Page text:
German Court rules that YPG and YBŞ flags not banned

The administrative court in Kassel, Germany, ruled that the YBŞ and YPG flags, which the police prevented to use during a march, were not banned.

Kurds won another legal battle against the criminalization policy carried out by the German state.

The Kassel Administrative Court ruled in favour of a Kurdistan citizen who issued a complaint against the Hessen State police that prevented him from carrying the flag of the YBŞ.

The Court issued its decision in writing. The ruling, dated 5 January 2020, the court found the stance of the state of Hessen in the march unfair and stated that not only the YBŞ but also the YPG flag are not banned.

Speaking about the court's verdict, lawyer Sven Adam, representing the Kurdish man who made the complaint, reminded that the YPG and YBŞ forces saved the Yazidi community from the genocide carried out by ISIS in 2014 and added that, in fact, “there should be no need for a court to establish that, as the ban of these flags has no legal basis.”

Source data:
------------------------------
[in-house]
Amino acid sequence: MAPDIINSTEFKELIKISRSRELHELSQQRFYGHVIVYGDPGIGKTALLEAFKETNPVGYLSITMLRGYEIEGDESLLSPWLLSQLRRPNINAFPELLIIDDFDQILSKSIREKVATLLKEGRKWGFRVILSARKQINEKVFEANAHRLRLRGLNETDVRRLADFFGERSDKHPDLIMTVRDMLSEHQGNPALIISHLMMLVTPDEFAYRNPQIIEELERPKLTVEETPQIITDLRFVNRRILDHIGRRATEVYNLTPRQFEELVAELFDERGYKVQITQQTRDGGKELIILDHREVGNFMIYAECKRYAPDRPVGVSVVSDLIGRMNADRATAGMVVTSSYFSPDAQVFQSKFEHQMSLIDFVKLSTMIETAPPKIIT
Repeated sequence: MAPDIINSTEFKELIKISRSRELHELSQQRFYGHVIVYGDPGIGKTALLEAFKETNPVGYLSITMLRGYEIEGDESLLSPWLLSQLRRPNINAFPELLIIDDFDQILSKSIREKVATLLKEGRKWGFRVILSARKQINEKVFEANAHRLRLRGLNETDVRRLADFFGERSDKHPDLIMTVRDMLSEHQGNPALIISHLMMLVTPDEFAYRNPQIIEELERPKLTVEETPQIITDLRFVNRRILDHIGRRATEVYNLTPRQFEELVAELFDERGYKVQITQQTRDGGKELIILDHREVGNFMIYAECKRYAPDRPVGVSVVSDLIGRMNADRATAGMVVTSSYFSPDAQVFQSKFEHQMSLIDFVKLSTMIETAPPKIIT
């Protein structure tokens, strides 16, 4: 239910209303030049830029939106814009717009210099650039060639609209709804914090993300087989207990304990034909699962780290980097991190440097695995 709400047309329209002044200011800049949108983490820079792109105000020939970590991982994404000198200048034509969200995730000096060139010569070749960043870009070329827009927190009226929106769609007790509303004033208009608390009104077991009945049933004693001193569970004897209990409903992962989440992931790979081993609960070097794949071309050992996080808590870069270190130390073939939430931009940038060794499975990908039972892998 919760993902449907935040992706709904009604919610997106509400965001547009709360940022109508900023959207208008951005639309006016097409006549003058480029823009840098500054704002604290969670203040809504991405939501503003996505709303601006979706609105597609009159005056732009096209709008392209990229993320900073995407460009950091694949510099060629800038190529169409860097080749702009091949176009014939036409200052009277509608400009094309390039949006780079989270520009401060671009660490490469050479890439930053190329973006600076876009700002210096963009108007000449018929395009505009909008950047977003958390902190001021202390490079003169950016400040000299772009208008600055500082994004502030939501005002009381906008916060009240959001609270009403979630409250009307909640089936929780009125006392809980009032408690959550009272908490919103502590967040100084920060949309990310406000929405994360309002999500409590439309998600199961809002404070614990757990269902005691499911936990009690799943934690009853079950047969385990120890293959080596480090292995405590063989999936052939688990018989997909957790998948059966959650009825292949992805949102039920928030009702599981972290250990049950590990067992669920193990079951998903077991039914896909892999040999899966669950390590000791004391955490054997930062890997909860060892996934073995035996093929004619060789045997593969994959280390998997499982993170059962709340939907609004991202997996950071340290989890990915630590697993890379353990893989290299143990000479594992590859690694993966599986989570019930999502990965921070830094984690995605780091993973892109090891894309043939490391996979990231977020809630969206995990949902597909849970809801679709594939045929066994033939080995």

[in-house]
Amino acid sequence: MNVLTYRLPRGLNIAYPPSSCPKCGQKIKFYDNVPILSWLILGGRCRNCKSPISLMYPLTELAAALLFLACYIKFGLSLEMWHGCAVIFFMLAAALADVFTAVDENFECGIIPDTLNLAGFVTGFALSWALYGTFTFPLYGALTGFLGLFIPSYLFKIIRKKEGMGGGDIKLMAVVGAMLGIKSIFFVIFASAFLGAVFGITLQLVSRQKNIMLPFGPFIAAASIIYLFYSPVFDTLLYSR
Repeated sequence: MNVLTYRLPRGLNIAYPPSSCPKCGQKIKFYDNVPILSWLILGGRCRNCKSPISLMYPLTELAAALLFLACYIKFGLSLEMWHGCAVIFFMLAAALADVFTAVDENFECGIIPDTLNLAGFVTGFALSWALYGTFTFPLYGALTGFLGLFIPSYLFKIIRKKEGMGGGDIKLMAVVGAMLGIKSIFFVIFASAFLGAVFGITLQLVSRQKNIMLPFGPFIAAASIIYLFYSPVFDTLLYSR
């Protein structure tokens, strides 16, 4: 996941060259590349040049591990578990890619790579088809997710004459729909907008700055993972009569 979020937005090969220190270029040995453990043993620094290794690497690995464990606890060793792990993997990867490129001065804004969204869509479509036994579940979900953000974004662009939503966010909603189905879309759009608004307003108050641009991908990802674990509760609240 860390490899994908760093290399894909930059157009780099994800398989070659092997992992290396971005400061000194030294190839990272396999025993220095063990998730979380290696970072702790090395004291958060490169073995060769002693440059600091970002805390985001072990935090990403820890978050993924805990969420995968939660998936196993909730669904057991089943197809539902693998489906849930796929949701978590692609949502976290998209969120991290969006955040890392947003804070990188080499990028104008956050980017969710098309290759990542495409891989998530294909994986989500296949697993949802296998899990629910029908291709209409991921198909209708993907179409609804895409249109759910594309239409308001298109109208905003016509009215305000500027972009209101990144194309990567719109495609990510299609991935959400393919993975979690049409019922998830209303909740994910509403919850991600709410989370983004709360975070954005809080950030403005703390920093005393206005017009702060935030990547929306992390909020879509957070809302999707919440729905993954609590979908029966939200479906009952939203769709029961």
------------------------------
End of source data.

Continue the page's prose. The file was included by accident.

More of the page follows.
What happened

On 7 October 2017 activists wanted to carry the flags of the Shengal Resistance Units (YBŞ) at a demonstration to claim ‘peace in Kurdistan and freedom for Abdullah Öcalan’. The police in Kassel prevented people from carrying the flags saying that they were banned.

Although the German Interior Ministry, which banned many symbols of the Kurdish freedom movement, including those of the YPG / YPJ, PYD as well as photos of Kurdish people's leader Abdullah Öcalan, the YBŞ flag was not on the list of "banned flags" as stated in the circular dated 2 March 2017. And that prompted the complaint.